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Brake Issues by craigsfiero2007
Started on: 03-21-2014 06:18 PM
Replies: 47 (594 views)
Last post by: craigsfiero2007 on 04-03-2014 04:51 PM
84fiero123
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Report this Post04-01-2014 07:31 PM Click Here to See the Profile for 84fiero123Click Here to Email 84fiero123Send a Private Message to 84fiero123Edit/Delete MessageReply w/QuoteDirect Link to This Post
 
quote
Originally posted by craigsfiero2007:


Yeah. The correct caliper that works properly makes a huge difference.




So I take it, bleeding it was a breeze?

Steve
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craigsfiero2007
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Report this Post04-01-2014 08:12 PM Click Here to See the Profile for craigsfiero2007Click Here to Email craigsfiero2007Send a Private Message to craigsfiero2007Edit/Delete MessageReply w/QuoteDirect Link to This Post
 
quote
Originally posted by 84fiero123:




So I take it, bleeding it was a breeze?

Steve


Meh, it took a while to get all the bubbles. I am sure I got them all.

Now, I need new pads and rotors. The peddle is still too soft for me. The pads are pretty thin and the rotors are worn and old. Would worn pads and rotors make the brake light come on?

[This message has been edited by craigsfiero2007 (edited 04-01-2014).]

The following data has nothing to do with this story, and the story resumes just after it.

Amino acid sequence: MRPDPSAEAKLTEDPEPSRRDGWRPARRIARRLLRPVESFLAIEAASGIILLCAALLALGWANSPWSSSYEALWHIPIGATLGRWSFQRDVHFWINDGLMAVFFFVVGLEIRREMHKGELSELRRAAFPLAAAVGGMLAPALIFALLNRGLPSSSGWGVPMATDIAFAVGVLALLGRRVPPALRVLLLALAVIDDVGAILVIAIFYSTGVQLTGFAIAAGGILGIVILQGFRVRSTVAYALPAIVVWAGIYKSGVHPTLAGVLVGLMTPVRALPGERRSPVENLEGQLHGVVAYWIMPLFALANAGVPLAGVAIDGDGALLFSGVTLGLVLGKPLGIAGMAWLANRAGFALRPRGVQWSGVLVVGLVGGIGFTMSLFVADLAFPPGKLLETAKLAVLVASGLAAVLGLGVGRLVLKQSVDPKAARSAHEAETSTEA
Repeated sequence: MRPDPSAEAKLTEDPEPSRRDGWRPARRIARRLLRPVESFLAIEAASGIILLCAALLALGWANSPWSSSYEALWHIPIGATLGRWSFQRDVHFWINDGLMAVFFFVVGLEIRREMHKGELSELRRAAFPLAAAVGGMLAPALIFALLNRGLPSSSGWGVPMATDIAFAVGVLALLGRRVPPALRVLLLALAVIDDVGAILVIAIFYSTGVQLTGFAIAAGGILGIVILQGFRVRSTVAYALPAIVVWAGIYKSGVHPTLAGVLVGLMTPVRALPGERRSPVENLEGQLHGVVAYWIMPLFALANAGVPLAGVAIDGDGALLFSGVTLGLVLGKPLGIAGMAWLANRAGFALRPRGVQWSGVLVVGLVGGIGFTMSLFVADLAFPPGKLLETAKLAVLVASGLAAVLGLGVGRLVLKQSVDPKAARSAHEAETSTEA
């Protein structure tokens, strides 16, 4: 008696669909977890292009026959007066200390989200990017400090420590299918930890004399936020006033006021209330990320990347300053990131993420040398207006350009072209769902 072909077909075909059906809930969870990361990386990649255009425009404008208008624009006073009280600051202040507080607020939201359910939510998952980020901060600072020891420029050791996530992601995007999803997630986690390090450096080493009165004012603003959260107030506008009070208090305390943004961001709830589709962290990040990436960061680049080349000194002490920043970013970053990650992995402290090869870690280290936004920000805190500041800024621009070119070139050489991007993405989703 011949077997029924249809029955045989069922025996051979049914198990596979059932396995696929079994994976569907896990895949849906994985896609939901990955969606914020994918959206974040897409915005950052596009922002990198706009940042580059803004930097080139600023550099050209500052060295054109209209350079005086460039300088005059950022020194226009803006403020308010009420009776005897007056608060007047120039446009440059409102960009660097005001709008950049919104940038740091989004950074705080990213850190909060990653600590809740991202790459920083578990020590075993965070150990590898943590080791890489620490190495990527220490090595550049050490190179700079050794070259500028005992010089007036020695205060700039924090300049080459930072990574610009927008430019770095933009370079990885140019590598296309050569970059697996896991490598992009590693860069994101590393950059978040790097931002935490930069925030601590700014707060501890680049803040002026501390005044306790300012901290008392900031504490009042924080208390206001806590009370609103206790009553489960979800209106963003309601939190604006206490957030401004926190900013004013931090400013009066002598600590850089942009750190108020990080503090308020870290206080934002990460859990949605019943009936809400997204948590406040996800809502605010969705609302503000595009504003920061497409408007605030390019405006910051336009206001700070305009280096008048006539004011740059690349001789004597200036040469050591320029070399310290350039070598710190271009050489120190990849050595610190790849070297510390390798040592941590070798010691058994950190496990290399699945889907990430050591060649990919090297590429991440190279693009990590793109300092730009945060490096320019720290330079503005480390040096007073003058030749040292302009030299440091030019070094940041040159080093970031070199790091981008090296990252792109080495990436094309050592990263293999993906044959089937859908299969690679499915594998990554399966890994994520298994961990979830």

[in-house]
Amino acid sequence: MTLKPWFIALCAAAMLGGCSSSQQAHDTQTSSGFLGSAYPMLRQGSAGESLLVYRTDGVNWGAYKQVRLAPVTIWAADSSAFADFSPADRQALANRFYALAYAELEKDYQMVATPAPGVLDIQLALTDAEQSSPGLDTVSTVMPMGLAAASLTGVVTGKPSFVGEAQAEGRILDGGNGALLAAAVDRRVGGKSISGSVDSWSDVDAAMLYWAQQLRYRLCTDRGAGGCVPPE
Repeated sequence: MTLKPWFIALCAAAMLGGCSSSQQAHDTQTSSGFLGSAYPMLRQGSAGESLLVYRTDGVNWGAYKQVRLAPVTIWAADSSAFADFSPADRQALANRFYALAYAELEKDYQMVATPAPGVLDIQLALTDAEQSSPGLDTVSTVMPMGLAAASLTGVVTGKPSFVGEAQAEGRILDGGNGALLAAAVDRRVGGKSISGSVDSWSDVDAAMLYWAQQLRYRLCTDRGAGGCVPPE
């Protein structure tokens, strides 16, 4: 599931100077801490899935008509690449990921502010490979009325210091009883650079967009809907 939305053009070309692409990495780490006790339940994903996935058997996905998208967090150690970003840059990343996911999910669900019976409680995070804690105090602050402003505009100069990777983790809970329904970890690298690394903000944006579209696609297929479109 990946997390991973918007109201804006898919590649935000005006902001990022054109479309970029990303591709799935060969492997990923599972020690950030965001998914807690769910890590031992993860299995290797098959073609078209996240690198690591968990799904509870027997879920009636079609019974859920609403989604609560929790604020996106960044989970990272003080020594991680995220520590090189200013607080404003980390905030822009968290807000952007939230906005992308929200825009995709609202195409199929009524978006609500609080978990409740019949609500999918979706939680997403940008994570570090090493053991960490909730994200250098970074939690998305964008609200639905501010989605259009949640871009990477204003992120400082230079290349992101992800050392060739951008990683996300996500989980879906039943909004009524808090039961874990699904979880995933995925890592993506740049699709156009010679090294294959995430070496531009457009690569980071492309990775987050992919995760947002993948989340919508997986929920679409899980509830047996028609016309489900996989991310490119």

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David Hambleton
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Report this Post04-02-2014 09:45 PM Click Here to See the Profile for David HambletonClick Here to Email David HambletonSend a Private Message to David HambletonEdit/Delete MessageReply w/QuoteDirect Link to This Post
Soft pedal - still some air somewhere.
Thin pads and/or worn rotors won't give a soft pedal - they don't compress with braking pressure.
Brake warning light - low brake pressure. Either a leak or air in the system is being compressed. If pumping compresses the air enough to build pressure the light will go off.

Are you bleeding in Fiero order? From left rear to right rear to right front to left front.
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84fiero123
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Report this Post04-03-2014 09:32 AM Click Here to See the Profile for 84fiero123Click Here to Email 84fiero123Send a Private Message to 84fiero123Edit/Delete MessageReply w/QuoteDirect Link to This Post
 
quote
Originally posted by David Hambleton:

Soft pedal - still some air somewhere.
Thin pads and/or worn rotors won't give a soft pedal - they don't compress with braking pressure.
Brake warning light - low brake pressure. Either a leak or air in the system is being compressed. If pumping compresses the air enough to build pressure the light will go off.

Are you bleeding in Fiero order? From left rear to right rear to right front to left front.


Ayup what he said, keep bleeding, the thickness of all those shouldn't make any difference in pedal stiffness. but if they are in that bad shape I would definitely replace them before bleeding any more. the pedal should stay when held down to stop, it shouldn't drift down at all once you are stopped, that is also a sure sign of air in the lines.

Dude you must have gone threw a gallon of fluid already bleeding this set of brakes. replace the pads and rotors then bleed them again, you probably already are going to have to ratchet the piston back in now from all the bleeding you have done.

Steve

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craigsfiero2007
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Report this Post04-03-2014 11:54 AM Click Here to See the Profile for craigsfiero2007Click Here to Email craigsfiero2007Send a Private Message to craigsfiero2007Edit/Delete MessageReply w/QuoteDirect Link to This Post
 
quote
Originally posted by David Hambleton:

Soft pedal - still some air somewhere.